Summer is when we expose our kids (particularly our city kids) to nature, gardening and camping gear. My teenagers already get “environmental” assignments during the school year, but when summer comes, they get to live them out. Those “green” talks from Mom or those tests at school are set aside for combating slugs on our backyard lettuce or tasting the differences between faucet water in Chicago and northern Wisconsin.
Last week my family kept meaning to leave the comforts of Aeron Haynie’s Wisconsin home to camp in Peninsula State Park, but the closest we got to a tent was when we hiked up the Eagle Bluff trail one afternoon before heading back to the city and our summer teaching obligations. Once back home we took the camping gear out of the car and promised to compensate for our lame commitment to nature by camping in our Chicago backyard this weekend and making s’mores with our Target-purchased fire pit. Some environmentalists we are…
Fortunately, the popular media is loaded with environmental news right now, so it is easy to share some of these stories with your kids while thinning the carrots in your city garden. Here are some of my favorite environmental “children’s stories” from the past few months (apologies for any links that require subscriptions):
• Frogs My teens and I enjoy watching The Colbert Report on occasion. Recently Stephen Colbert hosted New York Times columnist Nicholas Kristof discussing his column about frogs, endocrine disruptors and the documented changes occurring in the male genitals of frogs and humans. My son listened closely to the interview, but we both found it difficult to laugh at stories about the amount of endocrine disruptors that are impossible to filter out of our water systems due to contraceptives, hormones in milk and prescription drugs. When Colbert exclaimed, “That means I’m drinking lady pee!” our mouths were not quite smiling. This piece inspired me to tell my son about another ‘Kolbert’ frog report, this one from New Yorker magazine writer Elizabeth Kolbert who wrote “The Sixth Extinction,” an essay covering mysterious fungus, disappearing frogs, and the various signs that the next “mass extinction” may have already begun.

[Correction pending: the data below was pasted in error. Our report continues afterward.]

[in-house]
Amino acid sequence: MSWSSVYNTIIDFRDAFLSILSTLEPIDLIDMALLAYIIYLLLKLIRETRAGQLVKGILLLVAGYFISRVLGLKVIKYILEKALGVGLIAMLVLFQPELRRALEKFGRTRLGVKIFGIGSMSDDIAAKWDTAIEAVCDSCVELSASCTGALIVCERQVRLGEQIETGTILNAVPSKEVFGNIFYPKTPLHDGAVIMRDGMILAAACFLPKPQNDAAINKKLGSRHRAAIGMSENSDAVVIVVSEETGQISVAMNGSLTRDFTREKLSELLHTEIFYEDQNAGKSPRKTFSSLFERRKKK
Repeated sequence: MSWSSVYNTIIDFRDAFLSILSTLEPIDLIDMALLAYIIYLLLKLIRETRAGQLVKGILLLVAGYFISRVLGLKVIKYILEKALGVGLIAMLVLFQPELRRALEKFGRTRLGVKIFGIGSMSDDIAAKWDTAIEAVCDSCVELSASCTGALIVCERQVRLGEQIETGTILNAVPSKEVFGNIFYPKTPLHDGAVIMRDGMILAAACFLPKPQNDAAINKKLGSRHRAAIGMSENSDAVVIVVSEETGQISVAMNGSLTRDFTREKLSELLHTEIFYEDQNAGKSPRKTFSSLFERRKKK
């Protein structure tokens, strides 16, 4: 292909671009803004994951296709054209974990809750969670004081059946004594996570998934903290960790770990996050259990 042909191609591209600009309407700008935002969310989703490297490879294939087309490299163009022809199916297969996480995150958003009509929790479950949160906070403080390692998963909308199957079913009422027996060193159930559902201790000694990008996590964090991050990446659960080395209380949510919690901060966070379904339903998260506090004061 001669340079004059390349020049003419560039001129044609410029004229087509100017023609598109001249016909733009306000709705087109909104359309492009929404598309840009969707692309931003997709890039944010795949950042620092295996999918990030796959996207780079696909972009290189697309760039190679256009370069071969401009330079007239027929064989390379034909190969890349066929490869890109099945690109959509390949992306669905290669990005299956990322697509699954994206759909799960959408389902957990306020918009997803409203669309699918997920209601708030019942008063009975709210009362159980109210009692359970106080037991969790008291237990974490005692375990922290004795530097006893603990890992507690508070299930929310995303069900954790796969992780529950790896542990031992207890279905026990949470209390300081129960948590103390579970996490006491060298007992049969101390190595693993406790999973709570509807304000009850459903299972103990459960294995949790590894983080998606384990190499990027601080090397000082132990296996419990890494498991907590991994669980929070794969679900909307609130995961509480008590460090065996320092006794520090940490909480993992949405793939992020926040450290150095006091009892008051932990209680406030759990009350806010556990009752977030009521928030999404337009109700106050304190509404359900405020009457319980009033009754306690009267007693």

• Whales After being a bit depressed about signs of the next mass extinction, I felt compelled to share a more optimistic New York Times magazine article by Charles Siebert with my kids. “Watching Whales Watching Us” describes the survival skills of the gray whales and how clearly they seem to be attempting to communicate with humans. Whale vocalizations and relationships to sound have long been studied for their unique range and complexity, but studying their brains is fairly new. Siebert’s article also included a reference to the Natural Resources Defense Council report documenting Naval submarine sonar exercises that cause brain hemorrhages in whales, a study that made it all the way to the Supreme Court. (Courtroom battles always make for good storytelling…)
Gray whales seem to have forgiven humans for almost causing their mass extinction (think Moby Dick), even while remaining watchful of us. Siebert points to studies of whale brains that suggest that whales, like humans, have “specialized neurons” that are exclusively connected to language and communication. These whales seem to want to share information with us. Certain cognitive abilities have always defined what separates humans from animals, but neuroscience may help that distinction to grow increasingly blurry. Siebert suggests that whale encounters may be our closest analogy to an alien encounter with a species that is different in kind but equal in other ways.
• Heat In case you haven’t found this great IHE blog yet, take a look at “G. Rendell’s” Getting to Green, which focuses on the latest research, reports and efforts by academia to work on our environmental challenges. "Rendell" has addressed the politically contentious issue of the causes for global warming. This column considers the implications of a new report that blames the way the planet stores heat more than greenhouse gases for changing the climate.
Sharing stories and news reports with your children and your students will help to involve them in the immediacy of the environmental crisis, but physically involving them always seems preferable. I’m lucky. Partners, cousins and grandparents on all sides of our family love gardening and cooking, so visiting family in summer typically involves eating from and tending to nature. In our Chicago house we compost, recycle, pour biodiesel in our VW diesel and try to never accept plastic bags at stores. We even took my daughter to play “Veggie Bingo” on her birthday, an incident for which she may never forgive me (since the only prizes you could win that day were organic vegetables...).
Any better suggestions for involving children with the environment are welcome…
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